USCIB’s “International Business” Summer 2017 Issue (8/15/2017) - The Summer 2017 issue features USCIB President and CEO Peter M. Robinson‘s column on “Why International Organizations Matter to Your Business” as well as articles on developments in the B20, NAFTA and the UN high level political forum and the sustainable development agenda, plus news from our global network–Business at OECD, the International Organization of Employers and the International Chamber of Commerce.

Read More

Press Releases

USCIB Welcomes Michael Michener as Vice President of Product Policy and Innovation (2/21/2017) - The United States Council for International Business (USCIB) announced that Michael Michener, a former administrator of the U.S. Foreign Agricultural Service who has also served as a U.S. trade diplomat and association executive, has joined USCIB’s staff as vice president of product policy and innovation.
U.S. Business Urges Revision of European Chemicals Guidelines (9/13/2006) - New York, N.Y., September 13, 2006 – The United States Council for International Business, which represents America’s top global companies, has voiced concern to European Union authorities over proposed implementation guidelines for EU legislation, known as REACH, to regulate over 30,000 chemicals and products made from them. REACH, which stands for “registration, evaluation, and authorization […]

Read More

USCIB 2017 International Leadership Award Dinner Honors Mastercard CEO and Celebrates SDGs

The 2017 USCIB Award dinner at the United Nations. L-R: Terry McGraw (S&P Global), Ajay Banga (Mastercard and 2017 honoree), Amina Mohammed (United Nations), Peter Robinson (USCIB)

At last night’s USCIB 2017 International Leadership Award Dinner, USCIB members and representatives of the international community turned out to honor Mastercard President and CEO Ajay Banga and celebrate the private sector’s contribution to the United Nations’ Sustainable Development Goals (SDGs). The dinner, which was held at United Nations headquarters in New York, drew over 220 high-level private sector individuals, UN dignitaries as well as press and featured keynote remarks by UN Deputy Secretary General Amina Mohammed.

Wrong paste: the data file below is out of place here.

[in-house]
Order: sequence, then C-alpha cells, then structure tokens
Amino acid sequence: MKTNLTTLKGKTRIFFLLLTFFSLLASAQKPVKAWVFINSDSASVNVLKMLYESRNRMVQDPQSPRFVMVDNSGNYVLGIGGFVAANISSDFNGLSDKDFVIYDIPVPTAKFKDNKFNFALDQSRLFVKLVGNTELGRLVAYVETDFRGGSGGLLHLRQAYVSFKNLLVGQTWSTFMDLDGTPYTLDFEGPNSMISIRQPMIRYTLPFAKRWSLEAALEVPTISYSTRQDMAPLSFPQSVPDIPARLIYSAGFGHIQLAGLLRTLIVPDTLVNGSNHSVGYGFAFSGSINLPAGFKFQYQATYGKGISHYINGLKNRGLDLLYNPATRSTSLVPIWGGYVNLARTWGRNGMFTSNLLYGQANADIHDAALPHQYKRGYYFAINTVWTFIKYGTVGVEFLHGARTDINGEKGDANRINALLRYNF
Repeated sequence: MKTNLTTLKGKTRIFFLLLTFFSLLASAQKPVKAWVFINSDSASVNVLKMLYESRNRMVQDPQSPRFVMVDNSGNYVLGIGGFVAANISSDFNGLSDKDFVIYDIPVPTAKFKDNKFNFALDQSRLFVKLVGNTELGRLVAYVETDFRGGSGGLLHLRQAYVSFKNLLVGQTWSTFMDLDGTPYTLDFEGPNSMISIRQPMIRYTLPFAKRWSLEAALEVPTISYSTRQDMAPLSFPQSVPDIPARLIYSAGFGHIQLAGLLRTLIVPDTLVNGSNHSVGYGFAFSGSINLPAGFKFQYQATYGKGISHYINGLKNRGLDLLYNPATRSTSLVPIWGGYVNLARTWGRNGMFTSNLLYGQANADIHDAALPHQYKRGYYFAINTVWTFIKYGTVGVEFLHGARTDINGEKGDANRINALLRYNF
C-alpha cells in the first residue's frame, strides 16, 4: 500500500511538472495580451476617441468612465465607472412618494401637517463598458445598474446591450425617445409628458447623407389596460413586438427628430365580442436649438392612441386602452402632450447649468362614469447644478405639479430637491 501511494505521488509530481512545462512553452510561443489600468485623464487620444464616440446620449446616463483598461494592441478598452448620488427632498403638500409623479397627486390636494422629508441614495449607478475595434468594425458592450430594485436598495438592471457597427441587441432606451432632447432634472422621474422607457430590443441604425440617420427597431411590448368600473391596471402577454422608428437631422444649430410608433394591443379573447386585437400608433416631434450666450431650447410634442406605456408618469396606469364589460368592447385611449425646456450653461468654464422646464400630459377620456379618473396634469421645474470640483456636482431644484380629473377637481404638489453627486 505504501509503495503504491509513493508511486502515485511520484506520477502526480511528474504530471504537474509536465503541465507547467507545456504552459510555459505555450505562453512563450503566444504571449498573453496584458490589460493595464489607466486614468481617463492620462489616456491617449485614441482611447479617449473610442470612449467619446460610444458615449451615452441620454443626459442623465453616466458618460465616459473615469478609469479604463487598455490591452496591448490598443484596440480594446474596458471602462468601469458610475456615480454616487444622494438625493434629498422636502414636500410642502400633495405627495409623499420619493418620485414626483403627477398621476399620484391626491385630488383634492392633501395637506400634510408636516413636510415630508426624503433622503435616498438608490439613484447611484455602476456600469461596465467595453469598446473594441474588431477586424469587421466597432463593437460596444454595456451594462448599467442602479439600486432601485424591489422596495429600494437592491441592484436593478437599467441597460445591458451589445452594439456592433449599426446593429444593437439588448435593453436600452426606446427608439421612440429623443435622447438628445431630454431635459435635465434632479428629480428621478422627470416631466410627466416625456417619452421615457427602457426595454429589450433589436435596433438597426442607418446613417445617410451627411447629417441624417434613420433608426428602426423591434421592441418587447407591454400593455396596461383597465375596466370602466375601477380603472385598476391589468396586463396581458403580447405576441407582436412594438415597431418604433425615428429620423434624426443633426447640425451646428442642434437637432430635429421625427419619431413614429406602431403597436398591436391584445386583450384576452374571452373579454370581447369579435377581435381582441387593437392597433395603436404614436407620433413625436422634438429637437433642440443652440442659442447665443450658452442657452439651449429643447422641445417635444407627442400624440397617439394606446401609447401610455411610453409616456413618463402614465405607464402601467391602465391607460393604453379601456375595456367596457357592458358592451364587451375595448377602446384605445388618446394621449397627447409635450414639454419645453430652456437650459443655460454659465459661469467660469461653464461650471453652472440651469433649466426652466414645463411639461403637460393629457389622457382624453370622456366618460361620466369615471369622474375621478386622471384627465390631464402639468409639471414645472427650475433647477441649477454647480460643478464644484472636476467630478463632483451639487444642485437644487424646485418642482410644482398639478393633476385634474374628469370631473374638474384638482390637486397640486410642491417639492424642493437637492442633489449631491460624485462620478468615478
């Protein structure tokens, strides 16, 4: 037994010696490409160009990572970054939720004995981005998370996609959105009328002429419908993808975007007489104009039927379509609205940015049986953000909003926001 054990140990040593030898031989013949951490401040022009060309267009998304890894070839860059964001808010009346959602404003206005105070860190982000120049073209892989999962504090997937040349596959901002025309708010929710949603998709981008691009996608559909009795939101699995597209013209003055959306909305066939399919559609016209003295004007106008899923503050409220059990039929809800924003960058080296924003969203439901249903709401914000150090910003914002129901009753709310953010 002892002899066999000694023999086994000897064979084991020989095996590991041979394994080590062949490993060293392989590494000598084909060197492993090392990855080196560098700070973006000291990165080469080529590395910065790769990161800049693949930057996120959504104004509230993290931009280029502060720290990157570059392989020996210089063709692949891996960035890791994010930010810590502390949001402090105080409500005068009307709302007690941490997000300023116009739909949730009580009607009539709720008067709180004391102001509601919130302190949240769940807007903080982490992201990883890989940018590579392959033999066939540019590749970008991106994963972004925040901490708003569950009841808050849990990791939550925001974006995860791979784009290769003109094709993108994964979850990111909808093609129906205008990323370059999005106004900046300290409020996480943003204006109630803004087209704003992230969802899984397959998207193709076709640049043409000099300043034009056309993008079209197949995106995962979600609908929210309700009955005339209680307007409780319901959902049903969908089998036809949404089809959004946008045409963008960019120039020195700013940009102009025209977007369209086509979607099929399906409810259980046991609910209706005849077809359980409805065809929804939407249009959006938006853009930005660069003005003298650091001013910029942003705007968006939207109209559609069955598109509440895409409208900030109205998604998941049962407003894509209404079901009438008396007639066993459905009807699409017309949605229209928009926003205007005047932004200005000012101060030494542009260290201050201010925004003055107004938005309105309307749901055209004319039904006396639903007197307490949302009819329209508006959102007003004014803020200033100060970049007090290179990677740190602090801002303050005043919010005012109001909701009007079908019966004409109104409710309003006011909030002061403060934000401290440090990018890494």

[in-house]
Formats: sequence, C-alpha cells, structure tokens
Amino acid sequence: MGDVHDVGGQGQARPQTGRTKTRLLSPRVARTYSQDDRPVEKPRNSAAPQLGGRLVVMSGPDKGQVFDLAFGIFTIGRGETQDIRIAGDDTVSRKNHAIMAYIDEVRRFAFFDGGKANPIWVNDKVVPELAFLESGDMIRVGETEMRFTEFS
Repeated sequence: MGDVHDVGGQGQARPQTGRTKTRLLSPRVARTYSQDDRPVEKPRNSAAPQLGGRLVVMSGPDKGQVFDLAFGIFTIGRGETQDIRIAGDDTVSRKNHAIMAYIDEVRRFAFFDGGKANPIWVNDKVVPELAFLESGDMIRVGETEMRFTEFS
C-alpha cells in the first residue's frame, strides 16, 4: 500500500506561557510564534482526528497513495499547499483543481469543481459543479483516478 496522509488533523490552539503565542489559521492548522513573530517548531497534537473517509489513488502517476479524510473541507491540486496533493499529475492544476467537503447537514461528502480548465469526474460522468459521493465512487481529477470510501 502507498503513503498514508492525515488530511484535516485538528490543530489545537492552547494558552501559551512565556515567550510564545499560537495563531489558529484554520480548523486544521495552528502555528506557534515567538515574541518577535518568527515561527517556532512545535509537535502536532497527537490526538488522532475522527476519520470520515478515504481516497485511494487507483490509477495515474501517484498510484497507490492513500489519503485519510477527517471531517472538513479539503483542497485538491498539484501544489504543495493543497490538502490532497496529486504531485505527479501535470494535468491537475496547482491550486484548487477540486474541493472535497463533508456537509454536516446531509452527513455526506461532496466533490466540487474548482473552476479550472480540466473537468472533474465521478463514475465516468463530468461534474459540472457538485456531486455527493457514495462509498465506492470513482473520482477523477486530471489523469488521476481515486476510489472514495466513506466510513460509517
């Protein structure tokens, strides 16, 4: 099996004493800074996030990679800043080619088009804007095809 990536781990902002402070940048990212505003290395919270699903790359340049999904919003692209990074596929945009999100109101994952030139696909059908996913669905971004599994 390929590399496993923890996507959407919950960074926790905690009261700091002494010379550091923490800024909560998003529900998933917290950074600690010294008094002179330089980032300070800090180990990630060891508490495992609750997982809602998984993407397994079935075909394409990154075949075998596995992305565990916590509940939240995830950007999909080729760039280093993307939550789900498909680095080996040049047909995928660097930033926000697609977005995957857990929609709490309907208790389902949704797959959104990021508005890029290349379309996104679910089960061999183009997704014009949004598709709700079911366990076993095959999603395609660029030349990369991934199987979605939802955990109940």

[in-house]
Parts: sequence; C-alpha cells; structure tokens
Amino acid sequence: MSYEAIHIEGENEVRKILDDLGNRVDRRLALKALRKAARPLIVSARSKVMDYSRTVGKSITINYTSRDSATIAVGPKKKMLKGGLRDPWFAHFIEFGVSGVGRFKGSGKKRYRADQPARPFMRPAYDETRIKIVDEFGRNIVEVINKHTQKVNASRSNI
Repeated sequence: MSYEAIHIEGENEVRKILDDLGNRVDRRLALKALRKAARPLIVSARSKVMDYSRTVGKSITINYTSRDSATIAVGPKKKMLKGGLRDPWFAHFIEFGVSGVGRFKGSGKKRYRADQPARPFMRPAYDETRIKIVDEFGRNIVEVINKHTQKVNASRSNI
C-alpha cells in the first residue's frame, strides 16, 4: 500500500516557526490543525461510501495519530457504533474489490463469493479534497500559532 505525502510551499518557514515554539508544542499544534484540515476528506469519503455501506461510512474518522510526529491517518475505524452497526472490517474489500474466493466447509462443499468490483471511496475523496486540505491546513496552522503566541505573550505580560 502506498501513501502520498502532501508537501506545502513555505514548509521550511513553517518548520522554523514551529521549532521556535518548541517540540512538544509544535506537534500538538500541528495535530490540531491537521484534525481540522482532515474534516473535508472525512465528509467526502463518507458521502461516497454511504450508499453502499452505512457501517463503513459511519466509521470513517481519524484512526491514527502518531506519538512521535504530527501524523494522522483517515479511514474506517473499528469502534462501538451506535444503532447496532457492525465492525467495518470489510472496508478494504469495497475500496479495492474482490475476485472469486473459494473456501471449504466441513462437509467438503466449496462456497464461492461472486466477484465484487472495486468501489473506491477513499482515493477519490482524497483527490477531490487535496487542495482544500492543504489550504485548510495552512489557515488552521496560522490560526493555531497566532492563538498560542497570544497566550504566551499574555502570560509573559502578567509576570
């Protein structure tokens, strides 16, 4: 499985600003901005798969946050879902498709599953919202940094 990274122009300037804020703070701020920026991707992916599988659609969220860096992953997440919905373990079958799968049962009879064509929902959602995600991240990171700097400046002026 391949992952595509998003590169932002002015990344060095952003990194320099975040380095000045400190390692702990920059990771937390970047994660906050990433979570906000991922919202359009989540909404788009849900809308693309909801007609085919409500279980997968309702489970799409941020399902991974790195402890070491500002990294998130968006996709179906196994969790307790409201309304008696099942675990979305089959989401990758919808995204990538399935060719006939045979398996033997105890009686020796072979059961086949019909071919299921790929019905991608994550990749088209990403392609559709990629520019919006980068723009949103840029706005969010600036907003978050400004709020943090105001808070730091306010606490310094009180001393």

“Business leaders are ever more eager to work with governments on the 2030 Development Agenda,” said Mohammed, praising the involvement and “sustained momentum” that has been achieved by the private sector to date. While urging the private sector to continue working towards the achievement of the goals by 2030, she also noted, “The UN itself needs to change since it has not yet fulfilled its full potential.”

USCIB President and CEO Peter Robinson, who gave welcoming remarks, highlighted 2017 milestones for the business community in aligning actions with the UN’s 2030 Development Agenda. “This has been a watershed year for American business in terms of focusing its attention on the importance of working effectively with international institutions – not just the UN, but also the G20, OECD, ILO and so many others,” said Robinson. “A key milestone came toward the end of last year, when the International Chamber of Commerce, one of three global business organizations for which USCIB serves as the American affiliate, won top-level Observer Status in the United Nations General Assembly.”

Terry McGraw, chairman of USCIB and chairman emeritus of McGraw Hill (now S&P Financial) echoed Robinson’s sentiments stating, “With elections and changing government leaders and priorities in the United States and literally around the world, it is more important than ever for business to stand up and continue to press forward an agenda that will strengthen important institutions and rules by which we work and trade.” McGraw also specifically acknowledged the role of the UN, noting, “To build a better world, we need institutions like the United Nations to function effectively and harmoniously, representing not just all of their member governments, but all interested stakeholders.”